In light of this article, and after considering the views of Schwarzenberger and von Glahn, Witkon J. became convinced that the 1907 Hague Convention is generally regarded as customary international law, whereas provisions of the 1949 Fourth Geneva Convention remain conventional in their nature. Consequently the petitioners may rely in this Court on the 1907 Hague Convention – which thus forms part of Israeli internal law – but not on provisions of the 1949 ourth Geneva Convention. Since their contention as to the illegality of the settlements was totally based on Article 49 of the 1949 Fourth Geneva Convention, the Court lacks the competence to deal with it.

It therefore remained for the Court to decide only whether the requisition of the petitioners’ lands violates, inter alia, Articles 23 and 46 of the Hague Regulations prohibiting confiscation of private property. It was proven to the Court that the lands in question were seized only to be used and that rental was offered to the petitioners, who retained their ownership of the lands. This kind of seizure – namely, requisition – is lawful under Article 52 of the Hague Regulations on which von Glahn comments that:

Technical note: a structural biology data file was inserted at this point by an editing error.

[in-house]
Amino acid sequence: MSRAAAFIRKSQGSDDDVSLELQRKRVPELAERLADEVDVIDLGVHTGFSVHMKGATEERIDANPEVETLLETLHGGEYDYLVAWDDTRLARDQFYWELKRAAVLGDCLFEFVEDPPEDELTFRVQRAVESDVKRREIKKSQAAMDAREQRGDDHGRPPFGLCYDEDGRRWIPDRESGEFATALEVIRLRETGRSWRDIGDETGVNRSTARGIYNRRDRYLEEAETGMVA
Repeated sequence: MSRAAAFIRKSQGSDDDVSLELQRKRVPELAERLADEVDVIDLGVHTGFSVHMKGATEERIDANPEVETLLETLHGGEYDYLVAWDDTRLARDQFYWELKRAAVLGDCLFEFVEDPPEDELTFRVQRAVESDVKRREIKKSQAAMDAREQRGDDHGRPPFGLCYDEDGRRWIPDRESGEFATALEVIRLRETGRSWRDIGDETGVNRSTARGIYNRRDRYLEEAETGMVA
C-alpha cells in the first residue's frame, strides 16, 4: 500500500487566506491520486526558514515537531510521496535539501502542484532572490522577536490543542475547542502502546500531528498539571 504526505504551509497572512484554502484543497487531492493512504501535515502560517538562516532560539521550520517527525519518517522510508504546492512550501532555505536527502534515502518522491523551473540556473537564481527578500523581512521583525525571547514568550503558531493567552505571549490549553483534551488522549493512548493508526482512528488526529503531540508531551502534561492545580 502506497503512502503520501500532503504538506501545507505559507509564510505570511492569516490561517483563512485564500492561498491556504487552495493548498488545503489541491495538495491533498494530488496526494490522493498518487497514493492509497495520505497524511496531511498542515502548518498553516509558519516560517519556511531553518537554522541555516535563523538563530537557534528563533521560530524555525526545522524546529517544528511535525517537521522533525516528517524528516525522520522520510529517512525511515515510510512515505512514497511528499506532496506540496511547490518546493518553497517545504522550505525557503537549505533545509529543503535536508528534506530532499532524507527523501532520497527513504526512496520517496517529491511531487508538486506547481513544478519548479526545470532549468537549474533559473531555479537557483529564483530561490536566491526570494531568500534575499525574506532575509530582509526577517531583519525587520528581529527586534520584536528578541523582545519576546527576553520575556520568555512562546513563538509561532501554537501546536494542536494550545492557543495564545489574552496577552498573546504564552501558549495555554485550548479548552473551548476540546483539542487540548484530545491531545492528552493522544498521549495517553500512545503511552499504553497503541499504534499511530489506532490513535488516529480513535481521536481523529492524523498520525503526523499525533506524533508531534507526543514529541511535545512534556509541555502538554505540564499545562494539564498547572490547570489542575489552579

Under normal circumstances an occupant may not appropriate or seize on a permanent basis any immovable private property, but on the other hand a temporary use of land and buildings for various purposes appears permissible under a plea of military necessity...

The Court also adopts von Glahn’s view regarding the question of how to deal with land which the occupant army does not really need for its own purposes but which must not be left in the possession of the owners lest it serve the interests of the enemy. According to the passage quoted by the Court “common sense would appear to dictate the need for preventive measures by the occupant against such use of private property by its owners.” [...]


1.   a.   When may private property be requisitioned in occupied territory, according to IHL? By whom? When may private property be confiscated? By whom? Which additional limitations does IHL impose both on requisition and confiscation? (HR, Arts 23(g), 46, 52 and 55; GC IV, Art. 49; CIHL, Rules 49-52)

b.   Is the opinion of the Court on the extent to which requisitions by an occupying power are admissible compatible with that of the US Military Tribunal at Nuremberg in United States Military Tribunal at Nuremberg, United States v. Alfried Krupp et al. ? Which decision is correct?